In response to:

Smart Money Abandoning Renewable Energy

renewableguy Wrote: Apr 07, 2013 1:59 AM
I wouldn't expect a fossil fuel thinker to accept the external costs. Instead society pays for them while the fossil fuel companies merrily march along making insane profits. http://www.skepticalscience.com/renewable-energy-is-too-expensive.htm government coal subsidies increased illness and mortality due to mining pollution climate change from greenhouse gas emissions particulates causing air pollution loss of biodiversity cost to taxpayers of environmental monitoring and cleanup decreased property values infrastructure damages from mudslides resulting from mountaintop removal infrastructure damage from mine blasting impacts of acid rain resulting from coal combustion byproducts water pollution
Colonialgirl Wrote: Apr 07, 2013 3:11 PM
More loads of liberal BS from a brainless greenie troll .
Mary Kay Wrote: Apr 07, 2013 2:20 PM
So how is mountaintop-removal for giant Bird Cuisinarts any better for the environment? Even avid Global Warming proponents admit that "Wind is a cul-de-sac that will take us nowhere."

Read Bjorn Lomborg's: "Climate Change Misdirection" at:
http://online.wsj.com/article/SB10001424127887323485704578258172660564886.html
renewableguy Wrote: Apr 07, 2013 2:04 AM
Long term fossil fuels are a real looser for our society. The link between co2 and rising earth temperature are clear and without a doubt. Its hard for fossil believers to wrap their heads around this. Chnage is needed in a big way to get to renewable energy or the consequences of a warming earth make it harder on human existence.
Pistol Wrote: Apr 07, 2013 3:05 AM
You may be right, renew. Time will tell. As we write, the proposed cures are counter productive.
David70 Wrote: Apr 07, 2013 7:18 AM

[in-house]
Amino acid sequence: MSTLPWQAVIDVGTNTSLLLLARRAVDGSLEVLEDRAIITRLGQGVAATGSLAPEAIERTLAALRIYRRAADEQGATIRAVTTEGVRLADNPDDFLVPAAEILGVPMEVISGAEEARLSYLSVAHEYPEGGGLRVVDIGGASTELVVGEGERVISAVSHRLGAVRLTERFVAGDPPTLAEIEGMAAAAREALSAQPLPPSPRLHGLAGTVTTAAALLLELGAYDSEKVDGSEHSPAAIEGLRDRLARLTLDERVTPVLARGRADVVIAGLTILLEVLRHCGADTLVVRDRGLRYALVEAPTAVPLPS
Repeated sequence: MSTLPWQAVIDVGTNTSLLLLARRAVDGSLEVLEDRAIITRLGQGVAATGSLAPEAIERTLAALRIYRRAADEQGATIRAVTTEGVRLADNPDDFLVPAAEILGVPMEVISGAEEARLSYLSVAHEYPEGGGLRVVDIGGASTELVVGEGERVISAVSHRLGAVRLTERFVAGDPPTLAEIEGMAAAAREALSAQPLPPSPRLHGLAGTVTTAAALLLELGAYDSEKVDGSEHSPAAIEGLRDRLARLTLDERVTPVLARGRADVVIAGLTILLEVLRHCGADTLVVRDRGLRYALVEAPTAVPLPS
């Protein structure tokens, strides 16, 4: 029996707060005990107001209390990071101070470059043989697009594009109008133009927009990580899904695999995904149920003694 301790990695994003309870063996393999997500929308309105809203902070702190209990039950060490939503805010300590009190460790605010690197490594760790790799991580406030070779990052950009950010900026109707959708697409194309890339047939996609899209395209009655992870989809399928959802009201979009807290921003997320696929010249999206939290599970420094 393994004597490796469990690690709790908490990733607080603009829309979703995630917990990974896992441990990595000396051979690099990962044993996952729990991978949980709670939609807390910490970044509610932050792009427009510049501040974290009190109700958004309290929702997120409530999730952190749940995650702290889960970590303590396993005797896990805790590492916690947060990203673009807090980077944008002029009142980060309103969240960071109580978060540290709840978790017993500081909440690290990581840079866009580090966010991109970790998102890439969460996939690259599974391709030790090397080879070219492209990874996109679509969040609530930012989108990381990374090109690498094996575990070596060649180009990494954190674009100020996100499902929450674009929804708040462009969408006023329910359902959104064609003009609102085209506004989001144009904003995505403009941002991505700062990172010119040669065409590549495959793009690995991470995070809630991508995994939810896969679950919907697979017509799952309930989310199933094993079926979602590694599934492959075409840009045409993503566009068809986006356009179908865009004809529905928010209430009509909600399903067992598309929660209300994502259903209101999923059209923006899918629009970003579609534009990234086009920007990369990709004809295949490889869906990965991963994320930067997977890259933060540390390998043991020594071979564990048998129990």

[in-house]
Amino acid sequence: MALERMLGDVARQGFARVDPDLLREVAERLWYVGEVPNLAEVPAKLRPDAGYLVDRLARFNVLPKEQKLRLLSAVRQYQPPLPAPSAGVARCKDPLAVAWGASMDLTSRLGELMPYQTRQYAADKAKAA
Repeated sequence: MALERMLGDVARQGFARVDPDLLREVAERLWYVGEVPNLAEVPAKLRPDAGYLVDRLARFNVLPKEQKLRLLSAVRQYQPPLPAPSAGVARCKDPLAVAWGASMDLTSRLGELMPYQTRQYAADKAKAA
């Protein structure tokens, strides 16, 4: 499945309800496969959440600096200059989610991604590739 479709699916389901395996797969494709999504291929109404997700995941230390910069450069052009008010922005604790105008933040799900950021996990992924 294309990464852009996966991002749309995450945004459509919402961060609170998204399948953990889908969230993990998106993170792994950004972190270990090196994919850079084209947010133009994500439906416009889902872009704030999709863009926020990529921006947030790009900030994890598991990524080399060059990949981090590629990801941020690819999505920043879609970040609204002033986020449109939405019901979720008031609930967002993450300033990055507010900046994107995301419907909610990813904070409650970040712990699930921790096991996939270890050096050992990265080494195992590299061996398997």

Renewableguy=chicken little.
Snarkasterous1 Wrote: Apr 07, 2013 8:58 AM
Well, I certainly don't want to back a "looser." Tighter is the way to go!

Not sure I agree with the need for "Chnage," though.

You've certainly explained the UTTER ABSENCE OF GLOBAL WARMING over the last 17 years, though, despite a significant rise in atmospheric CO2 during that period. Thanks for that.

Your thinking, spelling, and understanding of the issues are roughly equivalent - which is to say that they're all exceptionally poor.

Thanks for playing. I'll gladly just skip your nearly ncoherent, fact-free posts in the future.

- Snark
James64 Wrote: Apr 07, 2013 9:57 AM
There are external costs with everything. Alternative energy can include:
Government subsidies
Decreased property values
Large tracts of land required
Loss of biodiversity
Bird kill
Environmental monitoring
Habitat destruction
. . . and so on.

CO2 is a weak greenhouse gas overall and the link is rather unclear. Is the increase in CO2 the chicken or the egg? How come we ignore water vapor, the greatest greenhouse "gas"? It is far more prevalent in the atmosphere and affected by many things - though not Man, so much. Was CO2 chosen because, of the choices available, it was something of which Man's contribution could most readily be measured? I think so.
Frank391 Wrote: Apr 07, 2013 12:10 PM
The 5 year average earth temperature has budged in 20 years. There is no earth warming.
Colonialgirl Wrote: Apr 07, 2013 3:11 PM
More loads of liberal BS from a brainless greenie troll .
watermark Wrote: Apr 07, 2013 12:46 PM
Except there isn't any link between co2 and rising earth temperatures. Temperatures are actually cooling and global warming scientists (?) can't figure it out. End all the subsidies including ethanol, and the universities (scientists) who receive grants to push their agenda.
Look, it's not a perfect world but taxpayers are feed-up with a few politically connected people stealing from them while making billions (Al Gore).

British Petroleum is still one of the world’s biggest oil companies. But as early as the late 1990’s they didn’t want you think of them that way. CEO Lord John Browne of Madingley argued that “the transition to alternatives could be accelerated by changing industry practices today.” While other oil companies eschewed climate change alarmism, BP embraced it. In 2002, Lord Browne declared: “Climate change is an issue which raises fundamental questions about the relationship between companies and society as a whole, and between one generation and the next,”

As a result, Mother Jones reported in 2006: “BP...